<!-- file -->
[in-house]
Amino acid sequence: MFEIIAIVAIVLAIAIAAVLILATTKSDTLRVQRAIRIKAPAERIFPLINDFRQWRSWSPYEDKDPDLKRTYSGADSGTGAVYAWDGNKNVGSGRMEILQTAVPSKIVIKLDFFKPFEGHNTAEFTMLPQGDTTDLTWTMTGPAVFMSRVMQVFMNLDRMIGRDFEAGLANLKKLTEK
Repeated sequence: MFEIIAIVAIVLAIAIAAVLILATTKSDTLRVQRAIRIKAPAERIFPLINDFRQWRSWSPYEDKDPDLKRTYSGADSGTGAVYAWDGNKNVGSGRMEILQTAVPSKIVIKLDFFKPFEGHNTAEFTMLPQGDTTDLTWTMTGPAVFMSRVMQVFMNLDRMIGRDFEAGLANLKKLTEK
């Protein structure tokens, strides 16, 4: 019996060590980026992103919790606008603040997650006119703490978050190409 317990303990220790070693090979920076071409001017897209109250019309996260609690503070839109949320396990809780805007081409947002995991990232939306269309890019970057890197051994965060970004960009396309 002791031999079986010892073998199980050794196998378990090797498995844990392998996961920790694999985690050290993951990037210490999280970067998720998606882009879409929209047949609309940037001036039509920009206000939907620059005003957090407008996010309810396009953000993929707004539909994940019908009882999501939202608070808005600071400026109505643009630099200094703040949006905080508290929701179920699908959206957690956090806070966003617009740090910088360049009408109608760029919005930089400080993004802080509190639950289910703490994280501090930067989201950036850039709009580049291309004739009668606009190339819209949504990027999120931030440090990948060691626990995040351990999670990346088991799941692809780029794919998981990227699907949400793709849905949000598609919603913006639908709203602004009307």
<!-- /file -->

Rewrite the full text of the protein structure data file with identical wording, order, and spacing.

[in-house]
Amino acid sequence: MFEIIAIVAIVLAIAIAAVLILATTKSDTLRVQRAIRIKAPAERIFPLINDFRQWRSWSPYEDKDPDLKRTYSGADSGTGAVYAWDGNKNVGSGRMEILQTAVPSKIVIKLDFFKPFEGHNTAEFTMLPQGDTTDLTWTMTGPAVFMSRVMQVFMNLDRMIGRDFEAGLANLKKLTEK
Repeated sequence: MFEIIAIVAIVLAIAIAAVLILATTKSDTLRVQRAIRIKAPAERIFPLINDFRQWRSWSPYEDKDPDLKRTYSGADSGTGAVYAWDGNKNVGSGRMEILQTAVPSKIVIKLDFFKPFEGHNTAEFTMLPQGDTTDLTWTMTGPAVFMSRVMQVFMNLDRMIGRDFEAGLANLKKLTEK
């Protein structure tokens, strides 16, 4: 019996060590980026992103919790606008603040997650006119703490978050190409 317990303990220790070693090979920076071409001017897209109250019309996260609690503070839109949320396990809780805007081409947002995991990232939306269309890019970057890197051994965060970004960009396309 002791031999079986010892073998199980050794196998378990090797498995844990392998996961920790694999985690050290993951990037210490999280970067998720998606882009879409929209047949609309940037001036039509920009206000939907620059005003957090407008996010309810396009953000993929707004539909994940019908009882999501939202608070808005600071400026109505643009630099200094703040949006905080508290929701179920699908959206957690956090806070966003617009740090910088360049009408109608760029919005930089400080993004802080509190639950289910703490994280501090930067989201950036850039709009580049291309004739009668606009190339819209949504990027999120931030440090990948060691626990995040351990999670990346088991799941692809780029794919998981990227699907949400793709849905949000598609919603913006639908709203602004009307």